In a herd of reporters at the NBA draft combine, one reporter whispers to another about the player with microphones and tape recorders in his face, "Who is that?"

It's former Kansas point guard Frank Mason III, college basketball's consensus national player of the year.

After a dazzling senior season — averaging 20.9 points and 5.1 assists a game — one that led coach Bill Self call the crafty guard as the "most deserving player" he ever coached to win player of the year (including his long list of NBA draft lottery selections), Mason is back to being nobody.

"I'm used to it," the 5-11 guard from Petersburg, Va., said. "Ever since high school, I never really got the respect I deserved. I never really paid attention to that because I knew what I was capable of and who I was. So now, I just focus on what I can control. At every level, you have to go out there and prove yourself."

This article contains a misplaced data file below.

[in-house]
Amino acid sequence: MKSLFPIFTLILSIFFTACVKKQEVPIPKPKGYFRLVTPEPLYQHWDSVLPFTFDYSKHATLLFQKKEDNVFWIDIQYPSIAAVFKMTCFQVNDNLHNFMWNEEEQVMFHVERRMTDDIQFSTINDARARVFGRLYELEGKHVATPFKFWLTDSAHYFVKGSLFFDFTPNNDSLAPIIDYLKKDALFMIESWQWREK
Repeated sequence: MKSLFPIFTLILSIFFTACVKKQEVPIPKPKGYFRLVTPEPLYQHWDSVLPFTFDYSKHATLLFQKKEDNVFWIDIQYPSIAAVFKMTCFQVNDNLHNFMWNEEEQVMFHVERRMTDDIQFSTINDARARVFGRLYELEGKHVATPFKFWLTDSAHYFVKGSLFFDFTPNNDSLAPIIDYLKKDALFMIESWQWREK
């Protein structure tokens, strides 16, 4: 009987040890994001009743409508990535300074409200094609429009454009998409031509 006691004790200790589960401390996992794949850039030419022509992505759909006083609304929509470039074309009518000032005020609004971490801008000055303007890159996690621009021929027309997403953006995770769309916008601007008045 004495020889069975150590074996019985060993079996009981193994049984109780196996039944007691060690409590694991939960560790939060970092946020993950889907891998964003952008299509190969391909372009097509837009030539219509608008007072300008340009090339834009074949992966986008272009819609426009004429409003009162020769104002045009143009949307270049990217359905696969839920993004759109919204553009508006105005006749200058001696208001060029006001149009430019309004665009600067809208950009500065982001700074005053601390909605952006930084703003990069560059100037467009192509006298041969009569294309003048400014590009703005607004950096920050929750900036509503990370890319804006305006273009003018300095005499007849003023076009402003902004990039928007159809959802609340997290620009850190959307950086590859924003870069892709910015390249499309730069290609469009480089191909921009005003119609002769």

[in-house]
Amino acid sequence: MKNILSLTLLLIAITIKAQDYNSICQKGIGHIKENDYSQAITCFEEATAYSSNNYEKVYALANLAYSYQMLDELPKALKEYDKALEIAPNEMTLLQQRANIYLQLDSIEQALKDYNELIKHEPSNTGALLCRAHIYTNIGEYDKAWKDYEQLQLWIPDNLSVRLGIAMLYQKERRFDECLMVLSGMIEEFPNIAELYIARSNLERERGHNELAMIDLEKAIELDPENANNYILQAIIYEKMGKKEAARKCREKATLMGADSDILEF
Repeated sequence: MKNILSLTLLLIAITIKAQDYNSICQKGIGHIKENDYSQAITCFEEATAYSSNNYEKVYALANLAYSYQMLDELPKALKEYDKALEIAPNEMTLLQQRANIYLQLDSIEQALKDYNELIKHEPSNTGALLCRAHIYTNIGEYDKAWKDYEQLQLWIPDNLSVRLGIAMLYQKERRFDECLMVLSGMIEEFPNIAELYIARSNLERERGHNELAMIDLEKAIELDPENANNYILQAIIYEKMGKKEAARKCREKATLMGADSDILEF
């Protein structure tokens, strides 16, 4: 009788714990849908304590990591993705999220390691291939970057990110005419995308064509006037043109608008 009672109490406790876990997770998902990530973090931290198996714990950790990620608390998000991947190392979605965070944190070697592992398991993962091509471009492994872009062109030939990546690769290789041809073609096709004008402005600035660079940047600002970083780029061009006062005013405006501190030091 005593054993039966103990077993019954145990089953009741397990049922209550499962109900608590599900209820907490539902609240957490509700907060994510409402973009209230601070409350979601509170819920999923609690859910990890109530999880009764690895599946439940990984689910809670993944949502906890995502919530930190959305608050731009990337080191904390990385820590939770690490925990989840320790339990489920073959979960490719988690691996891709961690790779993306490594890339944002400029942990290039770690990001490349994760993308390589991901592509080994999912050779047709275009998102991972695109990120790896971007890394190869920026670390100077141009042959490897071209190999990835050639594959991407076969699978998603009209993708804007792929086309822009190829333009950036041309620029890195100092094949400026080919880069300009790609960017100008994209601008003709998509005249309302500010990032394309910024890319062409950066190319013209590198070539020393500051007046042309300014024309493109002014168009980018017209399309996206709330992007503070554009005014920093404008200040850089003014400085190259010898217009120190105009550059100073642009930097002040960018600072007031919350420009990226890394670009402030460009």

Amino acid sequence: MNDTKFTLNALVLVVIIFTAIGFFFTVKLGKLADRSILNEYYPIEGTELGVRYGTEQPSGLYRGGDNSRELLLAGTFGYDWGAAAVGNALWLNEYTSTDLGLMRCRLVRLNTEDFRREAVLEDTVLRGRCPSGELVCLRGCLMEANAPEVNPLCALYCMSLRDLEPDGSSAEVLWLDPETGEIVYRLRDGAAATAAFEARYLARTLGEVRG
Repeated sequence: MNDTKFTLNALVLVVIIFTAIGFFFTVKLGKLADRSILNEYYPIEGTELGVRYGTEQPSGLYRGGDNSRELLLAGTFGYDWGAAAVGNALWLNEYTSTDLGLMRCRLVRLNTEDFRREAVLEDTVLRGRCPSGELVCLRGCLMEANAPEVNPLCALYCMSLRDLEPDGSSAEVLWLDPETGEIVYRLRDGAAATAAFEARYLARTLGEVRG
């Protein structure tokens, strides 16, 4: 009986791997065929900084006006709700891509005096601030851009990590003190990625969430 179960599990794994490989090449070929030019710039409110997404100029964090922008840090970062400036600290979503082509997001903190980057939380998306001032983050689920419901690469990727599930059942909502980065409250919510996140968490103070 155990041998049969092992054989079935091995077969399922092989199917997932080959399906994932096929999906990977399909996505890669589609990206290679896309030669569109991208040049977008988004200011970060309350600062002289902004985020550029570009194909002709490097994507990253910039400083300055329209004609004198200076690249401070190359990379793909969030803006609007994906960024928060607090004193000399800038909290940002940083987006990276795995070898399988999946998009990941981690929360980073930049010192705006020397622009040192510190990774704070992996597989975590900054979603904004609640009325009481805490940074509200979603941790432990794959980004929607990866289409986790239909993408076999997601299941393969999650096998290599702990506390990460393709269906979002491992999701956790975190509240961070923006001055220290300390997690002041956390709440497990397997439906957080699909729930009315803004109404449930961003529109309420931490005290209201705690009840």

Mason will surely need to play with that chip on his shoulder at the next level, where he figures to join a fraternity of college superstars who mostly haven't taken their dominance to the NBA. Since 2001, only three players who won college player of the year — Kevin Durant, Blake Griffin and Anthony Davis — have been an NBA All-Star. Denzel Valentine, USA TODAY Sports' 2016 player of the year, averaged 5.1 points a game for the Chicago Bulls this past season. The three previous POYs, Frank Kaminsky, Doug McDermott and Trey Burke, have been contributors but not stars. Kaminksy has averaged 9.5 ppg in his career, McDermott has averaged 8.0 ppg and Burke averaged 5.0 ppg for the Wizards in 2016-17. Others include 2008's college POY, Tyler Hansbrough, who is now in the D-League, and 2011's POY Jimmer Fredette, who now plays in China.